Stacy D. Allen






Louisiana State University Press


The forgotten army

A history of the western juggernaut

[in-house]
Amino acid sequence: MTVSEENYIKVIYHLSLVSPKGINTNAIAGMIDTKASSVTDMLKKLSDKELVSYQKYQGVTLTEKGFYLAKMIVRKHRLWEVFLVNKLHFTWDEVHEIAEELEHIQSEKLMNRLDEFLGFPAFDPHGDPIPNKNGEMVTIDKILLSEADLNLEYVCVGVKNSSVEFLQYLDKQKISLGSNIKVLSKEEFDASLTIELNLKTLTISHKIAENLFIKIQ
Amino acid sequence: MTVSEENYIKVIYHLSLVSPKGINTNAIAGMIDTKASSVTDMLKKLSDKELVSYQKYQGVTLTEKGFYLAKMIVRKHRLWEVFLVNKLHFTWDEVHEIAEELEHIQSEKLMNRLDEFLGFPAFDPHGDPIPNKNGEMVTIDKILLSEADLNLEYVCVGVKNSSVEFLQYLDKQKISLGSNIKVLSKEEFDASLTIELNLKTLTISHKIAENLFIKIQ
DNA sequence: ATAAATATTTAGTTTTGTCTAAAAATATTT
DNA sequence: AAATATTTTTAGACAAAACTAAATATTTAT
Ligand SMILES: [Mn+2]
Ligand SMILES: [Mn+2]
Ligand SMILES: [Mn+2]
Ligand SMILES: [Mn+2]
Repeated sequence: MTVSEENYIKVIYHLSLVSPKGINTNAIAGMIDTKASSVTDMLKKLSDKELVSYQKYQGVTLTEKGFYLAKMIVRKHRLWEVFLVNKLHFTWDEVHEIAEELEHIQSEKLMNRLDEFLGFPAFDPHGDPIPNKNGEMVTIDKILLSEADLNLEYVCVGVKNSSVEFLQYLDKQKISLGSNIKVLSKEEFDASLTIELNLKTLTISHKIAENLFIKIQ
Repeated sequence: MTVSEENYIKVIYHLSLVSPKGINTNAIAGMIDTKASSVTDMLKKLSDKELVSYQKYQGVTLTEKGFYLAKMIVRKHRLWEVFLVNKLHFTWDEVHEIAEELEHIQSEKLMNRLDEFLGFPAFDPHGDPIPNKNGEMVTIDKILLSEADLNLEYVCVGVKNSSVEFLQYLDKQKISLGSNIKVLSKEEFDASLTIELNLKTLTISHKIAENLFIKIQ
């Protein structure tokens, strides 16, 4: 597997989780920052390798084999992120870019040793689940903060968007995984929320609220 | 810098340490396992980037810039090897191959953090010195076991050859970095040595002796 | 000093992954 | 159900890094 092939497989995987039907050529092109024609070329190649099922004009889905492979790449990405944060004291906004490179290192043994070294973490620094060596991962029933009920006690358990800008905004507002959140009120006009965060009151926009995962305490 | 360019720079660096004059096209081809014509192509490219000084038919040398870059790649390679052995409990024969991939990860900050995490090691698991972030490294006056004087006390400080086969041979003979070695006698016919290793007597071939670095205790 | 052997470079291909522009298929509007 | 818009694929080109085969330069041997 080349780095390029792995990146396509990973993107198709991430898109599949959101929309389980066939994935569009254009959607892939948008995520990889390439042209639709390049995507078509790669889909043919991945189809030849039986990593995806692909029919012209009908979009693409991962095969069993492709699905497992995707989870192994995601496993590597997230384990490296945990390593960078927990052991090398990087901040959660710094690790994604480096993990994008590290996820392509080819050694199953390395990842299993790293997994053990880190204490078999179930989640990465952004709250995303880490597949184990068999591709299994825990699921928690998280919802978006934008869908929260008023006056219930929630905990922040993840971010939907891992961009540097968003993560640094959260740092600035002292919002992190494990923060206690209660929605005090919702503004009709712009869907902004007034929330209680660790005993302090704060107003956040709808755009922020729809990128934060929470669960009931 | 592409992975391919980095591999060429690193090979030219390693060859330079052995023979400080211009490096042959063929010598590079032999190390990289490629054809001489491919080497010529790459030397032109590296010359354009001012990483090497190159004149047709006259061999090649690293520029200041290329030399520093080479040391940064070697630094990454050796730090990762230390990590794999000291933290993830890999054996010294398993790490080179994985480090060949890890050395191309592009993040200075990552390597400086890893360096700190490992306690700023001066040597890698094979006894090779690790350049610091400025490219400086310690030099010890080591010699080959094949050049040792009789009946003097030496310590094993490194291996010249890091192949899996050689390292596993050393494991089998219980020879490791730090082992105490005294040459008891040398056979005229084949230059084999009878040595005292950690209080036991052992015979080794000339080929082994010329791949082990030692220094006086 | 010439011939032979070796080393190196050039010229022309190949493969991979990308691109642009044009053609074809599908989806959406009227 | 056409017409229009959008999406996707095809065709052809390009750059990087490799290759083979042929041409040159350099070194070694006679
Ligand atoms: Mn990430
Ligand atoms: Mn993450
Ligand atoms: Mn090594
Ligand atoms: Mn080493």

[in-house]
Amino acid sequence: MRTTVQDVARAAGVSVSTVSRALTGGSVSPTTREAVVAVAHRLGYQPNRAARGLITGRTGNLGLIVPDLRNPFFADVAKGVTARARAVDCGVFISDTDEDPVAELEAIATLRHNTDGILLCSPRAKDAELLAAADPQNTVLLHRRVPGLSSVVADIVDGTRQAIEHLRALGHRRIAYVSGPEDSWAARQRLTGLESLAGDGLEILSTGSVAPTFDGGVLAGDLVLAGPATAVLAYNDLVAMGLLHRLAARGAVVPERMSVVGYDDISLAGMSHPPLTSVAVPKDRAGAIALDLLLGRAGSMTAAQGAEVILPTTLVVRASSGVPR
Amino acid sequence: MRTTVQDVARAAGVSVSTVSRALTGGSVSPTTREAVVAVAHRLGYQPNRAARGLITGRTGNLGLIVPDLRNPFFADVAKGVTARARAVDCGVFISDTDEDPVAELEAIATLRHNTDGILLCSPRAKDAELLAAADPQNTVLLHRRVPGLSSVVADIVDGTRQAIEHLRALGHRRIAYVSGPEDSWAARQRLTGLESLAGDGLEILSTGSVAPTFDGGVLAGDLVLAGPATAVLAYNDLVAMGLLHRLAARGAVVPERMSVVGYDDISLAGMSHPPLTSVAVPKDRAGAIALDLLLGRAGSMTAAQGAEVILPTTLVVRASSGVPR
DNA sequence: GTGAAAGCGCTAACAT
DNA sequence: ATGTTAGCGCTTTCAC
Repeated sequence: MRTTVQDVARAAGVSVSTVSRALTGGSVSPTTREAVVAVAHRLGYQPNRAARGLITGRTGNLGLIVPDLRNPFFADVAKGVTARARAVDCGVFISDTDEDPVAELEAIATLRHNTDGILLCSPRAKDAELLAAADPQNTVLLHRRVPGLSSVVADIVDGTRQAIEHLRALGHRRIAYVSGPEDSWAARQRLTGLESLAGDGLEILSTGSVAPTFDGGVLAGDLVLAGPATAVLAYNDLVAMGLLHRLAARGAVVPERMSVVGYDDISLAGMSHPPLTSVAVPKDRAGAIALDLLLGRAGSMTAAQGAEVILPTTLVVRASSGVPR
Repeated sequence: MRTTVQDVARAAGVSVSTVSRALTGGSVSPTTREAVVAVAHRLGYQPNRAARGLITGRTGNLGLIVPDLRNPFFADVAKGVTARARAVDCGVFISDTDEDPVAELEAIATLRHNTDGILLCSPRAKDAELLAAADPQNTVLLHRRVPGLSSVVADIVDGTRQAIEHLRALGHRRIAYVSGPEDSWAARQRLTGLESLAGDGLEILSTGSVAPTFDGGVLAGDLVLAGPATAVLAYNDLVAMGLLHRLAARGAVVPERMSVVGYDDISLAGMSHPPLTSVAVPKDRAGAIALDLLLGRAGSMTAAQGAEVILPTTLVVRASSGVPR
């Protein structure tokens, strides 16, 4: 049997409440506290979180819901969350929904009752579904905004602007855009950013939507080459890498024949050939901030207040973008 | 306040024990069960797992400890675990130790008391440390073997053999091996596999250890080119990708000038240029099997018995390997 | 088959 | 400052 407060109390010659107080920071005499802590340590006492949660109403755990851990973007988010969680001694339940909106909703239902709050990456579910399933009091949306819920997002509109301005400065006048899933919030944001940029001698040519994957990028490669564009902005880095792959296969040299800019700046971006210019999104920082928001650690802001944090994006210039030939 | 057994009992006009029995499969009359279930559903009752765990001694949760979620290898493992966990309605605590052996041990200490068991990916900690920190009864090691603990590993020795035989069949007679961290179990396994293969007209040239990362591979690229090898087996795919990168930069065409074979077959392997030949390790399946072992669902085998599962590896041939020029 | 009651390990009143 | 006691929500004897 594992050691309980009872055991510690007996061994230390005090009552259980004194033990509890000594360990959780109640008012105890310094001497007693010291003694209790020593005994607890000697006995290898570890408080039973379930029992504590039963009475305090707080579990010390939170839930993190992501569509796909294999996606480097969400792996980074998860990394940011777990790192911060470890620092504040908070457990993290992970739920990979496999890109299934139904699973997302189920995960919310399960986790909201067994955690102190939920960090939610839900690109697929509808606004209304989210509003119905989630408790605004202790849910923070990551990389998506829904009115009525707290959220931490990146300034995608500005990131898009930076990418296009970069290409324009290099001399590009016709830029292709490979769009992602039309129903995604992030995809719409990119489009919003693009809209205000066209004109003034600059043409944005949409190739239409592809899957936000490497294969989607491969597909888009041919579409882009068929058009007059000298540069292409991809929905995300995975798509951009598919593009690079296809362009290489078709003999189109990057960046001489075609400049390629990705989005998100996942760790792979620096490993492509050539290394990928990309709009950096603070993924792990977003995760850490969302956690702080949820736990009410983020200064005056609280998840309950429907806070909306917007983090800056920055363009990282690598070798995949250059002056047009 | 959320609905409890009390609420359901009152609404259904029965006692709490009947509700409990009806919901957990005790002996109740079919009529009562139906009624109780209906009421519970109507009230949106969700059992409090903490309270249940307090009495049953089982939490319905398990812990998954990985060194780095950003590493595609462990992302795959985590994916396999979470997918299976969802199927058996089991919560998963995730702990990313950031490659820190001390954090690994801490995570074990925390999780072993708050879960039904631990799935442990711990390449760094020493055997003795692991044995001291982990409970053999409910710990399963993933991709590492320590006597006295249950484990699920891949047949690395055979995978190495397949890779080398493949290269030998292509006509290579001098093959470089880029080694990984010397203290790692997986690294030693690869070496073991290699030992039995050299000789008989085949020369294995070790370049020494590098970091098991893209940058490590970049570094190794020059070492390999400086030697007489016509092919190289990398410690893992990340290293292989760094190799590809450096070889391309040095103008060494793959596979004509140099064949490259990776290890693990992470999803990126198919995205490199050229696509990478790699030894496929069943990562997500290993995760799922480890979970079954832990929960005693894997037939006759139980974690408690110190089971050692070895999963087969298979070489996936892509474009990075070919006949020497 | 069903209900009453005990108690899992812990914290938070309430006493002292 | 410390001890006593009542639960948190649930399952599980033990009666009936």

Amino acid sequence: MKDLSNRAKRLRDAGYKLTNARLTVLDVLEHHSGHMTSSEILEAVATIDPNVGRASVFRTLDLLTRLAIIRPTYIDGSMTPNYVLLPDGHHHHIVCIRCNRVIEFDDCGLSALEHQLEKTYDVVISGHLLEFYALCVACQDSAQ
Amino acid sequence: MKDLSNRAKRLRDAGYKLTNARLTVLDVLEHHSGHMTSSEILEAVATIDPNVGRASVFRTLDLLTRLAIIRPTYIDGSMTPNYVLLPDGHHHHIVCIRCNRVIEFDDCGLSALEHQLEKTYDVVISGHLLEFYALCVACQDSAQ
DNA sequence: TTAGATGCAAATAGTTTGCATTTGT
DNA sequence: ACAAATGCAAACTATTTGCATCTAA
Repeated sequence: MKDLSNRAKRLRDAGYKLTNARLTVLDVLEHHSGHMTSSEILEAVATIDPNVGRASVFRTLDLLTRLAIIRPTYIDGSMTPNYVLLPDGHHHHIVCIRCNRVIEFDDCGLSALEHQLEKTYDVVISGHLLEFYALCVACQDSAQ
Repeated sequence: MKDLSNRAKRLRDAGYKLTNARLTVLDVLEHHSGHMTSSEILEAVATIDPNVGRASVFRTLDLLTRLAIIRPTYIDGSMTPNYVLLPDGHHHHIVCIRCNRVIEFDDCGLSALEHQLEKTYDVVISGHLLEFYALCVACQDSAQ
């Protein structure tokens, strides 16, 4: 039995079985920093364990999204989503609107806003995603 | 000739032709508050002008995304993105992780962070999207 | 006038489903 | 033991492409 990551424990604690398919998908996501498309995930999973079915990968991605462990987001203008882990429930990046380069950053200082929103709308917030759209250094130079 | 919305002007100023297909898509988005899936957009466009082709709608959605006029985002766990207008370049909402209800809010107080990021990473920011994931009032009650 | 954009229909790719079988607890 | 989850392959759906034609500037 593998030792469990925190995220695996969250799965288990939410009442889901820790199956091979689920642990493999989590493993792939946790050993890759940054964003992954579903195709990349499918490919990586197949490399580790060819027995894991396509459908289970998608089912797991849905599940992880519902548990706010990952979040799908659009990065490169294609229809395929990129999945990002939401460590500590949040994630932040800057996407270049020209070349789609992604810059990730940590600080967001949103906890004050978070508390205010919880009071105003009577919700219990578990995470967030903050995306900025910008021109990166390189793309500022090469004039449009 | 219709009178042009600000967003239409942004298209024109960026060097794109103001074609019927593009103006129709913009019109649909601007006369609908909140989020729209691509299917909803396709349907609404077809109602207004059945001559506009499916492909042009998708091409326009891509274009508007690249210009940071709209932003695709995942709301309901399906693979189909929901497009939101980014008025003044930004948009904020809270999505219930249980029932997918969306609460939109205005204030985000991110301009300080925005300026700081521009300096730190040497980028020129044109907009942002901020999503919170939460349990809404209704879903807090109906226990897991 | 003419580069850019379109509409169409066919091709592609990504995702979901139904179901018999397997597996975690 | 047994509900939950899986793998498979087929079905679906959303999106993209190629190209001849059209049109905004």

Throughout the massive and expanding historiography of the American Civil War, the U.S. Army of the Cumberland has been persistently neglected. Although the second-most-powerful army of the war, surpassed only in numerical strength by the Union Army of the Potomac, the indifference displayed by historians to the Cumberland army appears associated with the eastern slant of how postwar America has chosen to remember the war. Historian Larry J. Daniel now alters this course, using his notable analytic and narrative skills to interpret the history and mission of this lethal fighting force of the West. Daniel examines the Cumberland army from the perspective of command and through the experiences of the rank and file western volunteers assigned to its divisions, illustrating how the dynamics of disharmony, political in-fighting and feeble ineffective leadership plagued an army exasperated from achieving its full operational potential. The only previous serious history of the army, Thomas B. Van Horne's two-volume The Army of the Cumberland, first printed in 1870, ignored the intra-army bickering that adversely affected unity of command within the army. Furthermore, Van Horne's narrative style was impersonal and lacked depth in its analysis of the army's various leaders, particularly George H. Thomas, who emerges in Van Horne's prose as the army's most brilliant general officer and greatest hero. In this new study, Daniel finds Thomas was truly the catalyst which gave the army its fighting edge. But, he offers a fresh and far different opinion of Thomas' generalship, particularly in the early stages of the war, citing the loyal Virginia-born general was a flawed officer whose military skills fail to mature until late 1863 when he assumes command of the army. The book examines what Daniel considers to be the negative influence of early army commanders Robert Anderson and William T. Sherman, and offers probing analysis into the poisonous atmosphere of pettiness and parochial thinking he believes significantly hindered the performance of Thomas' predecessors Don Carlos Buell and William S. Rosecrans. The author devoted seven years of exhausting research to explore a widespread and extensive bibliography of letters, diaries, and reports to shape his epic portrait of the fighting force historian Albert Castel has called Lincoln's other army. The army's history is traced from its initial core mission to liberate East Tennessee through the invasion of the Deep South during the Chickamauga, Chattanooga, and Atlanta Campaigns. One oddity examined by Daniel was the length of time it took for the organization to evolve and solidify. Until December 1862, the various divisions assigned to the army did not fight a single battle as a cohesive unit. At Mill Springs, Shiloh, and Perryville, only certain divisionsùand unfortunately not all the same onesùwere engaged. Until the titanic and momentous battle at Stones River, none of the regiments assigned to the army could claim more than one battle honor on their regimental standard. However, the army's veteran character steadily unfolds as Daniel records the evolution of the army's volunteers from untrained recruits to seasoned soldiers. This hardening of the army's behavior was vividly chronicled by the soldiers themselves, as they increasingly voiced their evolving abolitionist views and hatred of the rebels, and began to openly retaliate against the property and homes of their rebellious countrymen. Readers may discover the manner in which Daniel chose to end the book somewhat problematic, for he concludes his study of the army's history with the capture of Atlanta in September 1864. In the aftermath of Sherman's occupation of the city, the Army of the Cumberland was virtually discontinued when two of its corps were reassigned, marching off in November with Sherman to the sea while the remaining corps withdrew under Thomas to Middle Tennessee. Thus, the book abruptly concludes with a brief epilogue concerning the activities of Thomas's remaining corps at the Battle of Nashville, and offers no analysis of the other two corps, now christened the Army of Georgia, campaigning with Sherman's offensive through Georgia and the Carolinas. If the sudden conclusion leaves the reader a little troubled and desiring more, it may simply mean the book accomplishes its intended subtle purpose, by creating relevance and understanding for the lethal experiences of this formidable but troubled army of prideful Cumberland veterans, which unfortunately witness the dismantling of their great host at the supreme height of its power and combat effectiveness. Stacy D. Allen serves as chief park ranger/historian at Shiloh National Military Park in Tennessee. He is currently editing a Civil War memoir by William Royal Oake, 26th Iowa Infantry, for Far Country Press, slated for publication in 2005 as On the Skirmish Line, Behind a Friendly Tree.